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Key indicators paint dismal picture for Blackhawks’ porous defense

The Blackhawks are only team thhas not posted shutout. “Everybody has got want play better” goalie Ray Emery says. |

The Blackhawks are the only team that has not posted a shutout. “Everybody has got to want to play better,” goalie Ray Emery says. | Scott Stewart~Sun-Times

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at Avalanche

The facts: 8, CSN, 720-AM.

Updated: March 8, 2012 8:16AM

It didn’t take too long before the first Super Bowl analogy came out of the Blackhawks’ locker room Monday.

“If you look at the big picture, teams are going to have bumps like this,” defenseman Sean O’Donnell said, alluding to the Hawks’ five-game losing streak.

“If you’d ask the [New York] Giants in Week 10 or 12 how their season was looking, it wasn’t looking too good, and that turned out OK. You have to keep your eye on the big ball. Obviously, we need to fix some things, but the personnel is in this room.”

With 29 games left, the ­defense needs the most fixing. Here are the four most ­alarming indicators:


It doesn’t get any worse than the Hawks’ goals-against average. They are allowing 2.92 goals per game, which ranked 25th in the league entering Monday.

They’ve allowed 112 goals at even strength. Only the Tampa Bay Lightning had yielded more. The St. Louis Blues (58 goals allowed), Detroit Red Wings (79) and Nashville Predators (93), all battling the Hawks for the Central ­Division crown, have been much better.

Since the lockout, only the 2006 Carolina Hurricanes (3.15 goals-against average, 20th in NHL) have won the Stanley Cup with a worse average. Four of the last five champions have ranked in the top seven. Since the NHL expanded to 30 teams, only the Hurricanes and 2009 Pittsburgh Penguins (2.84, 17th) won the Cup with an average higher than 2.80.

“It is frustrating. No one wants to go out there and get scored against,” ­center Jonathan Toews said. “Of course, there are some things we have to focus on to stop that from happening.”


The Hawks’ penalty kill — which has a 78.3 percent success rate — has compounded their problems. Since 2001, every ­champion has been over 81 percent. Only the 2009 Red Wings (78.3) were able to reach the finals with a similar mark as the Hawks’, but they lost to the Penguins.

The Hawks are allowing too many shots to reach their goalies. Their forwards don’t block many shots because their system puts an emphasis on the defensemen to clear pucks.

They’ve been short-handed only 166 times, the sixth-fewest entering Monday, but they’ve yielded 264 shots short-handed, the 11th-most. The ­defending champion Boston Bruins have been short-handed 183 times and have allowed 268 shots short-handed. The Hawks’ penalty kill at home has been worse at 77.5 percent.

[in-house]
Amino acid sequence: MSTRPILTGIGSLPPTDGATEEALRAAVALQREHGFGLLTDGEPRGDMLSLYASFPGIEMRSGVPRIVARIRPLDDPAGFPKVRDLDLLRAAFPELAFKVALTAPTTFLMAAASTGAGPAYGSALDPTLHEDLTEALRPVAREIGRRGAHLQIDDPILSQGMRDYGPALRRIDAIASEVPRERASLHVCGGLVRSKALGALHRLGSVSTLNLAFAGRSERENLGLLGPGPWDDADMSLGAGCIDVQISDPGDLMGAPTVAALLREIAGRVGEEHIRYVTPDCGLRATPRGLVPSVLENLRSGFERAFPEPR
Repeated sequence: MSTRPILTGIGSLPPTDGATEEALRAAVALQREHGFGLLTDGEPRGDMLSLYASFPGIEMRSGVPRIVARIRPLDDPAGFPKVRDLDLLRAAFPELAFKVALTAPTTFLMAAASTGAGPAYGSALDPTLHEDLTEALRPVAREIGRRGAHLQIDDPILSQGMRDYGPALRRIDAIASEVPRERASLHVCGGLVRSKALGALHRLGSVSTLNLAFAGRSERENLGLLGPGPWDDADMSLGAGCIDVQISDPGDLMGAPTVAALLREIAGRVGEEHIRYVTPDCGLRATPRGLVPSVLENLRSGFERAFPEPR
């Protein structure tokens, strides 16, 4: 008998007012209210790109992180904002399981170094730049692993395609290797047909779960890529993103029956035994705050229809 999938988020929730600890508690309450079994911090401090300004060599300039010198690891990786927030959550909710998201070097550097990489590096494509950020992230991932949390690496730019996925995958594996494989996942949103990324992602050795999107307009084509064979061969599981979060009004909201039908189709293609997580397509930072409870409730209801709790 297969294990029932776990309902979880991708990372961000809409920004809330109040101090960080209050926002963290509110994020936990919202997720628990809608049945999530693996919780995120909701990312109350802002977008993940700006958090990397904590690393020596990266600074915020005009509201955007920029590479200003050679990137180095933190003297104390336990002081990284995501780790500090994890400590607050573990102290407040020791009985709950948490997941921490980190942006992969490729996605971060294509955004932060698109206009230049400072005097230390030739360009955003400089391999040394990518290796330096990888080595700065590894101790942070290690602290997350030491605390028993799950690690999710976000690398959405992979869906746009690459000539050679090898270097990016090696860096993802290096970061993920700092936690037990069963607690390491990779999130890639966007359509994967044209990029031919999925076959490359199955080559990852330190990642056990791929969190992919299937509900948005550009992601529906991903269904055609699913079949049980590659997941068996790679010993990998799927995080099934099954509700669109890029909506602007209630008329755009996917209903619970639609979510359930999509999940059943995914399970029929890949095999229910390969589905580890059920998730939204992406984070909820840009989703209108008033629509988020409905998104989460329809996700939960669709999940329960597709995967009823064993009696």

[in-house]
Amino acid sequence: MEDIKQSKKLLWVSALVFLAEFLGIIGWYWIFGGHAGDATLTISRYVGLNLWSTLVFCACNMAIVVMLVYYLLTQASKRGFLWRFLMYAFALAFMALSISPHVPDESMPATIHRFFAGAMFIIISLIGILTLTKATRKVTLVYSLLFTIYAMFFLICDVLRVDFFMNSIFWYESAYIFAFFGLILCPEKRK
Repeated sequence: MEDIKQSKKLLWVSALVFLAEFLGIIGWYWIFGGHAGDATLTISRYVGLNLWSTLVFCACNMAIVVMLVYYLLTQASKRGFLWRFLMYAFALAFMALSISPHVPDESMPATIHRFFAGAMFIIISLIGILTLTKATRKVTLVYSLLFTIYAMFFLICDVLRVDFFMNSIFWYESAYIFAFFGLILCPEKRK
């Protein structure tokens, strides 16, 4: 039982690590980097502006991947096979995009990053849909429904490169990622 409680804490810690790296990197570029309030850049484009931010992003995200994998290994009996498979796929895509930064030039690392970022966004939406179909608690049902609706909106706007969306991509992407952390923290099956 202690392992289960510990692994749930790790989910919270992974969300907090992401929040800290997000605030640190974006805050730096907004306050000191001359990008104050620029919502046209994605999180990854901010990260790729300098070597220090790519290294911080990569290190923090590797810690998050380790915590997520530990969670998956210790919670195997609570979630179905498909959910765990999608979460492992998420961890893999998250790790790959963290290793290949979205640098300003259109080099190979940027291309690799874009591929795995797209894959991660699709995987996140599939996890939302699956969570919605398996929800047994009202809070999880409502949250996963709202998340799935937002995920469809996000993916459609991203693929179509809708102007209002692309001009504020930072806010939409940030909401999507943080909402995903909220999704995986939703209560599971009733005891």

“Collectively, we can all assume some responsibility,” coach Joel Quenneville said of the penalty kill.


Hits aren’t everything, and some stadiums inflate the numbers for their teams. At one point, the Hawks led the league in points without outhitting their opponents. And when the Hawks won the Cup, they had the sixth-fewest hits.

But for an organization that made it a point to sign more physical players, getting outhit in every game this season but five is disappointing. You get outhit when you control the puck, but the Hawks have struggled with puck possession, too.

The Hawks’ system doesn’t warrant excessive physical play, but players still should finish their checks and be strong on the forecheck. Also, Hawks defensemen rarely step into an opponent trying to enter their zone.

“It’s the way we play,” O’Donnell said. “I’m sure Detroit is outhit most games, too. It’s the personnel we have. We have more of a skilled team, an up-tempo team. But I think we can still get it down low, cycle them and grind them. We’re never going to be a team that runs the other team out of the building, but we can still play grinding hockey.”


The Hawks are the only team without a shutout. Since the lockout, every champion has had at least four. When the Hawks won the Cup, they had 11 in the regular season. The Bruins had 11 last year.

“Everyone has to look at themselves, and everyone has got to want to play better,” said goalie Ray Emery, who begins his campaign for the No. 1 job Tuesday against the Colorado Avalanche. “I think it’s unfair to point the finger at one group of players, whether it’s defense, forwards or [goalies].”

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